How Did You Know?

Posted by: Barbara Schneebeli on February 21, 2012 4:13 pm

I still remember that day when a mental health worker burst into my office, clearly upset, because I knew the “historical background” of one of his client attending our school. “This is confidential information” I can still hear him say….”How did the school know? How did you get to know about this?” Well, let me tell you…but first, let’s put a context to the story.

When we hear about criminals on the news we need to remind ourselves that these offenders were once youth. Some of them even started their criminal career as teens within their school while others focused on the larger community. And then we have the young offenders placed in a school, sometimes even another school district, due to the severity of other extenuating circumstances.

School Boards are responsible to provide a learning environment that is safe and secure to all students and staff. Maintaining a safe school environment is a concern of all school personnel. In order to do so, I believe school staff require accurate information about young people involved in the youth justice system. One might wonder about confidentiality? Are there limits to a young offender’s confidentiality for school personnel?  No, there are no limits; however, under the Youth Criminal Justice Act states:

The provincial director, a youth worker, the Attorney General, a peace officer or any other person engaged in the provision of services to young persons may disclose to any professional or other persons engaged in the supervision or care of a young person – including a representative of any school board or school or any other educational or training institution – any information contained in a record kept under sections 114 to 116 if the disclosure is necessary.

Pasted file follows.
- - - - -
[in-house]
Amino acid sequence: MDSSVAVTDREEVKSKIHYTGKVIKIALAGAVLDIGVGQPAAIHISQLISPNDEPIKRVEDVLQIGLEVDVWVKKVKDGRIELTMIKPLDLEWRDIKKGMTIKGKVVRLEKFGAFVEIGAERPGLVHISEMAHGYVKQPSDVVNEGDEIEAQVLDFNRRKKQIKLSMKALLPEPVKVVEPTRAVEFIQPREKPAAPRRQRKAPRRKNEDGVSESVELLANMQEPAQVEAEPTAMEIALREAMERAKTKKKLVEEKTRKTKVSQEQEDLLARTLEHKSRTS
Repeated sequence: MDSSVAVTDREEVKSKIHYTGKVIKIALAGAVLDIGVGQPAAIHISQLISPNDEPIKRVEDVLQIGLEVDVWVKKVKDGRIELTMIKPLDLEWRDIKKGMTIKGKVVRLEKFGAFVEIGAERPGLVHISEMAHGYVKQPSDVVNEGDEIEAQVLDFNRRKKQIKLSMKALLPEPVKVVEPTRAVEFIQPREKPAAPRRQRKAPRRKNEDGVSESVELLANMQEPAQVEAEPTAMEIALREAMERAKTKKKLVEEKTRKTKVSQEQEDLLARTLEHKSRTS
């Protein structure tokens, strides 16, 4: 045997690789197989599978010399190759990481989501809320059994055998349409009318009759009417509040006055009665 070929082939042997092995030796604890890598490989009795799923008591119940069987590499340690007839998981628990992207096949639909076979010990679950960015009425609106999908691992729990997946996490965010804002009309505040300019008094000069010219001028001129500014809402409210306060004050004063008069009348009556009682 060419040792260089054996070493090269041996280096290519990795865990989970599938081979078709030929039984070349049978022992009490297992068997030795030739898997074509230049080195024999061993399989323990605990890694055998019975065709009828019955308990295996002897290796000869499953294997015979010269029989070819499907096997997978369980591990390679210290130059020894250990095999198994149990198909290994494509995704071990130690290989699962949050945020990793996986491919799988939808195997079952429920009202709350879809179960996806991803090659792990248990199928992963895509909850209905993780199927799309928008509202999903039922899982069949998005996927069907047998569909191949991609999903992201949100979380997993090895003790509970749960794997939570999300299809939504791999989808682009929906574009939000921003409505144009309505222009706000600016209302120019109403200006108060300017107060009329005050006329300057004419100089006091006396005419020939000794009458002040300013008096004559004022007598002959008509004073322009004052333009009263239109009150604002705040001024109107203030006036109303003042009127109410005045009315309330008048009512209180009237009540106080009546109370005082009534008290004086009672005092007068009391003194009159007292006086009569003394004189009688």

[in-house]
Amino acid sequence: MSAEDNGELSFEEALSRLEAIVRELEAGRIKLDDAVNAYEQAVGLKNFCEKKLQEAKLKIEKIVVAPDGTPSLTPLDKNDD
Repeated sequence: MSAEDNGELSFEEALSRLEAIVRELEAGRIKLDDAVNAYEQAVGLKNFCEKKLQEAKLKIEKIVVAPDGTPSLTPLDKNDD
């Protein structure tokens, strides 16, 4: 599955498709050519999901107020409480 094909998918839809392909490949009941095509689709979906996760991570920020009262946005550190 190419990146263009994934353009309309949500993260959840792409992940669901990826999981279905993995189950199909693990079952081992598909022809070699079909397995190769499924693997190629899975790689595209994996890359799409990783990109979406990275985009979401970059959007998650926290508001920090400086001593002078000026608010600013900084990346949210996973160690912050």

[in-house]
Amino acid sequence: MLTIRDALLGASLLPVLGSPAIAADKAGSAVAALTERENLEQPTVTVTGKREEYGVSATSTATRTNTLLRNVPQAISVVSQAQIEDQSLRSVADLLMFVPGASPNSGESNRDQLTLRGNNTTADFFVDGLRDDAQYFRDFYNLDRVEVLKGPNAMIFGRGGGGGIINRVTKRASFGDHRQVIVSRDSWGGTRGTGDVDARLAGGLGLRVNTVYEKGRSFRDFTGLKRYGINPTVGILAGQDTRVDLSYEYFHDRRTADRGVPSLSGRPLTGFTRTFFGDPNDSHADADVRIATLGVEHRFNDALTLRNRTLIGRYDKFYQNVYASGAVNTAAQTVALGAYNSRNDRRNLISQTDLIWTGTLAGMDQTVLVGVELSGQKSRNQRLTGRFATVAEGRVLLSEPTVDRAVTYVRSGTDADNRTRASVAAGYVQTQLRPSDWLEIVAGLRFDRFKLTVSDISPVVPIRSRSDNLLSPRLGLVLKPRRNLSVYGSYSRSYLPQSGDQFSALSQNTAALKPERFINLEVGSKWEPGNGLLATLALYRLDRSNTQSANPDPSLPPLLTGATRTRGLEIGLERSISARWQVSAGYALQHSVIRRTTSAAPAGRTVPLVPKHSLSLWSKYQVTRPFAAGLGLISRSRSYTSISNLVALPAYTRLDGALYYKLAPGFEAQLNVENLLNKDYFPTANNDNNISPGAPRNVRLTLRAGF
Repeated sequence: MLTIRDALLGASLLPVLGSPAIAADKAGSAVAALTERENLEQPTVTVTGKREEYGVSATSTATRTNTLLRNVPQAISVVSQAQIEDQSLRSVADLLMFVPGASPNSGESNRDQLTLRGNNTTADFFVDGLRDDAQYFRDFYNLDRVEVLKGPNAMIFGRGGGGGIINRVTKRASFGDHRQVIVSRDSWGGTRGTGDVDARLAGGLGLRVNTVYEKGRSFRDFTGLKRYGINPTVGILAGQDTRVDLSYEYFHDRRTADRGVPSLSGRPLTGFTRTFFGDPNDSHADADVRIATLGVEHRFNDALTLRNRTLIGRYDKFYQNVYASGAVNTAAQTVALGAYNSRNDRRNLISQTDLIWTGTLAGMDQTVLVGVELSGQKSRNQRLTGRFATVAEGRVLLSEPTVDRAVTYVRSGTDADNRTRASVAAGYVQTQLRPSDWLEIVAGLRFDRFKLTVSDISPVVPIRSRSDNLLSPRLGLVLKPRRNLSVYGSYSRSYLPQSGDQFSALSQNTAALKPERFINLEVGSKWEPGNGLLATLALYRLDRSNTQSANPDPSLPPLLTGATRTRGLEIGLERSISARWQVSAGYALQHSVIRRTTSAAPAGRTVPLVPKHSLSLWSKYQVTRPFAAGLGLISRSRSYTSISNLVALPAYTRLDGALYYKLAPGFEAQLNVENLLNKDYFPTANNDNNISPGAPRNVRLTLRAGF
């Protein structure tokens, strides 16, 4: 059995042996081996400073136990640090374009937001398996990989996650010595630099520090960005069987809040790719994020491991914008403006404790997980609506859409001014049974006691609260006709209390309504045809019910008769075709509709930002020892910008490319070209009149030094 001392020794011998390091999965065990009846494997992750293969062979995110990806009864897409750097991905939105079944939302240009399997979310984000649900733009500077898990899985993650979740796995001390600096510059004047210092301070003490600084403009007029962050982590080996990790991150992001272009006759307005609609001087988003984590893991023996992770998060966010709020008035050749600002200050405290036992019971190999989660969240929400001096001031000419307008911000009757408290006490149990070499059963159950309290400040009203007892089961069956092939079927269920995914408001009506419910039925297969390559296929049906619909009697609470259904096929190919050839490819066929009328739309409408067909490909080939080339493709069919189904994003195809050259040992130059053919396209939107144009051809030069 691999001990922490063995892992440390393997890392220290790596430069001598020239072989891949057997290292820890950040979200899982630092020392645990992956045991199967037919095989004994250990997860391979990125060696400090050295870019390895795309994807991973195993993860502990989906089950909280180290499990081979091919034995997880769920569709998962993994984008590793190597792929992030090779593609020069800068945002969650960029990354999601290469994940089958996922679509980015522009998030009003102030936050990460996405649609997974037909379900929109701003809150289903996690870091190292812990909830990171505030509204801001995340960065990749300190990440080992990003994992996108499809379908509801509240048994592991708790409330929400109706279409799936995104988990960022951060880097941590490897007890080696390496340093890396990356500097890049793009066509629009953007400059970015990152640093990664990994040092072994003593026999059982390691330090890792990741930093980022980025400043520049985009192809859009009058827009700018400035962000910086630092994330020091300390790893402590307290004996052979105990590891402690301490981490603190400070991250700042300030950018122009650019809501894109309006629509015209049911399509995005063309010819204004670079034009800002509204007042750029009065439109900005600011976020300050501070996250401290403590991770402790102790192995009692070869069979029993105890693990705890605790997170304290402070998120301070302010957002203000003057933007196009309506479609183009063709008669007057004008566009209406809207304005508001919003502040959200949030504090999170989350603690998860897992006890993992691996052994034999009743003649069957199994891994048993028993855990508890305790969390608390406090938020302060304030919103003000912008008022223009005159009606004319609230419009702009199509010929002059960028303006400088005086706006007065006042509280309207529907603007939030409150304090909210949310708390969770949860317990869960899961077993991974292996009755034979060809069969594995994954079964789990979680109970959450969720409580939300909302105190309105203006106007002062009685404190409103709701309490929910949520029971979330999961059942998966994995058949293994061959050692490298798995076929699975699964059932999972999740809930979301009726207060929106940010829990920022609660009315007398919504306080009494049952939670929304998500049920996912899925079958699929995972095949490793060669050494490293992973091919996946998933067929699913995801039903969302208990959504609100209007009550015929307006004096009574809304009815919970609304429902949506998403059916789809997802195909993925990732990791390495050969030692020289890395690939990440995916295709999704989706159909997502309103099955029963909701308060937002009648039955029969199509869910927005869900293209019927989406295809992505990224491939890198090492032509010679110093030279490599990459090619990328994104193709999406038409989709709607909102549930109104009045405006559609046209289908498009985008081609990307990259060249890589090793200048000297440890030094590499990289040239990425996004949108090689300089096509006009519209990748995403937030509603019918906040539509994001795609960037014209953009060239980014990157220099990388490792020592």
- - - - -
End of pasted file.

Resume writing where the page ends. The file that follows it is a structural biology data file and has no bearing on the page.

(a)  to ensure compliance with court orders;

(b) to ensure the safety of students and staff,

(c)  to facilitate the rehabilitation of the young person.

In other words, the disclosure of information will only be given on a “need to know basis” to those staff and others who may have to provide for the safety of students and staff. Hence the reason as to why I was privy to the information. As a school counsellor, my responsibility not only lies with the student trying to reintegrate into the school system but also to those already attending.  I have to find a balance between the right of the individual and the protection of students from harm.


Department of Justice Canada, Youth Criminal Justice Act, Schools and others, Section 125 (6) from,acts/Y-1.5/page-50.html

*The views expressed by our authors are personal opinions and do not necessarily reflect the views of the CCPA

0 comments on “How Did You Know?”

  1. Dr. Mike says:

    The questions I have is how did you come by the information, and who gave it to you? Was it the school’s VP, another teacher who heard it from a parent, another student, or another teacher? The intent of the act is that it must come from a source who has the AUTHORITY to pass the info to a ‘representative of any school board or school’. While you may be a school counsellor, the question a lawyer would ask is, ‘are you a representative of the school?’ In other words, do you have the authority to legally bind the school. If the answer is no, then the information must be first given to those in authority before it is passed on, for example, the principal or VP.

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